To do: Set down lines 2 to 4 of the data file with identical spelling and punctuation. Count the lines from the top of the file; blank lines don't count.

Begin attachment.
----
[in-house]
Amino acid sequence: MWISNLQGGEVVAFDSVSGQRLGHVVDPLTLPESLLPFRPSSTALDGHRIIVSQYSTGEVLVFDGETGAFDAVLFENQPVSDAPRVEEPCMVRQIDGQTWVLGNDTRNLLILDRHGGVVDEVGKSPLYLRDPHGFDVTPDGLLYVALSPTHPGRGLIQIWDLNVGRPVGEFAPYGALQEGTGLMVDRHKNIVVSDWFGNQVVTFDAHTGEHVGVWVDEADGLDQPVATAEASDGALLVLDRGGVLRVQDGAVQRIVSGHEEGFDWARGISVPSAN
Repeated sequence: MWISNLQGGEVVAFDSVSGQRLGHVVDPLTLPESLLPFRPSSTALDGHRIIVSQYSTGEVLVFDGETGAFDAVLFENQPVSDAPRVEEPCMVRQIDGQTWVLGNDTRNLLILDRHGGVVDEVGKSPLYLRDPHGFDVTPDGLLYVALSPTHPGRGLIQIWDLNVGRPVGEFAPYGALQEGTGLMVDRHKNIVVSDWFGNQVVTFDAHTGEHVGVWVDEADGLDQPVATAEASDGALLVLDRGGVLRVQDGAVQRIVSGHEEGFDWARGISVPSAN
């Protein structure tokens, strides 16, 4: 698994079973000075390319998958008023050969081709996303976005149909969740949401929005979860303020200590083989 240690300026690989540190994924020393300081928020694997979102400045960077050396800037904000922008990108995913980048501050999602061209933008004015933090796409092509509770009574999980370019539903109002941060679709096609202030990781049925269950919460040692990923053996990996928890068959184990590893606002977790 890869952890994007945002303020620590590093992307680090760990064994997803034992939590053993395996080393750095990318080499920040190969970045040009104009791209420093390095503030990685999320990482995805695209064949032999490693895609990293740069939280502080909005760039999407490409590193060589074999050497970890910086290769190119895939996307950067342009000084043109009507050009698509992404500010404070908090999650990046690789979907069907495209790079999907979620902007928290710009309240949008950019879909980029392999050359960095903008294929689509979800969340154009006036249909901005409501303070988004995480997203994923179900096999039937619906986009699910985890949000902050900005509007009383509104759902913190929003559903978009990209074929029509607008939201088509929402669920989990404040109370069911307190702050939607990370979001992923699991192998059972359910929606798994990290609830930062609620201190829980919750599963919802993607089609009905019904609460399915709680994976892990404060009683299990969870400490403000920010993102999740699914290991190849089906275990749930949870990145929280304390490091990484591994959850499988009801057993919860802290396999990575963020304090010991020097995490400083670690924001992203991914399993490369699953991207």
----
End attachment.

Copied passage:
Amino acid sequence: MWISNLQGGEVVAFDSVSGQRLGHVVDPLTLPESLLPFRPSSTALDGHRIIVSQYSTGEVLVFDGETGAFDAVLFENQPVSDAPRVEEPCMVRQIDGQTWVLGNDTRNLLILDRHGGVVDEVGKSPLYLRDPHGFDVTPDGLLYVALSPTHPGRGLIQIWDLNVGRPVGEFAPYGALQEGTGLMVDRHKNIVVSDWFGNQVVTFDAHTGEHVGVWVDEADGLDQPVATAEASDGALLVLDRGGVLRVQDGAVQRIVSGHEEGFDWARGISVPSAN
Repeated sequence: MWISNLQGGEVVAFDSVSGQRLGHVVDPLTLPESLLPFRPSSTALDGHRIIVSQYSTGEVLVFDGETGAFDAVLFENQPVSDAPRVEEPCMVRQIDGQTWVLGNDTRNLLILDRHGGVVDEVGKSPLYLRDPHGFDVTPDGLLYVALSPTHPGRGLIQIWDLNVGRPVGEFAPYGALQEGTGLMVDRHKNIVVSDWFGNQVVTFDAHTGEHVGVWVDEADGLDQPVATAEASDGALLVLDRGGVLRVQDGAVQRIVSGHEEGFDWARGISVPSAN
């Protein structure tokens, strides 16, 4: 698994079973000075390319998958008023050969081709996303976005149909969740949401929005979860303020200590083989 240690300026690989540190994924020393300081928020694997979102400045960077050396800037904000922008990108995913980048501050999602061209933008004015933090796409092509509770009574999980370019539903109002941060679709096609202030990781049925269950919460040692990923053996990996928890068959184990590893606002977790 890869952890994007945002303020620590590093992307680090760990064994997803034992939590053993395996080393750095990318080499920040190969970045040009104009791209420093390095503030990685999320990482995805695209064949032999490693895609990293740069939280502080909005760039999407490409590193060589074999050497970890910086290769190119895939996307950067342009000084043109009507050009698509992404500010404070908090999650990046690789979907069907495209790079999907979620902007928290710009309240949008950019879909980029392999050359960095903008294929689509979800969340154009006036249909901005409501303070988004995480997203994923179900096999039937619906986009699910985890949000902050900005509007009383509104759902913190929003559903978009990209074929029509607008939201088509929402669920989990404040109370069911307190702050939607990370979001992923699991192998059972359910929606798994990290609830930062609620201190829980919750599963919802993607089609009905019904609460399915709680994976892990404060009683299990969870400490403000920010993102999740699914290991190849089906275990749930949870990145929280304390490091990484591994959850499988009801057993919860802290396999990575963020304090010991020097995490400083670690924001992203991914399993490369699953991207």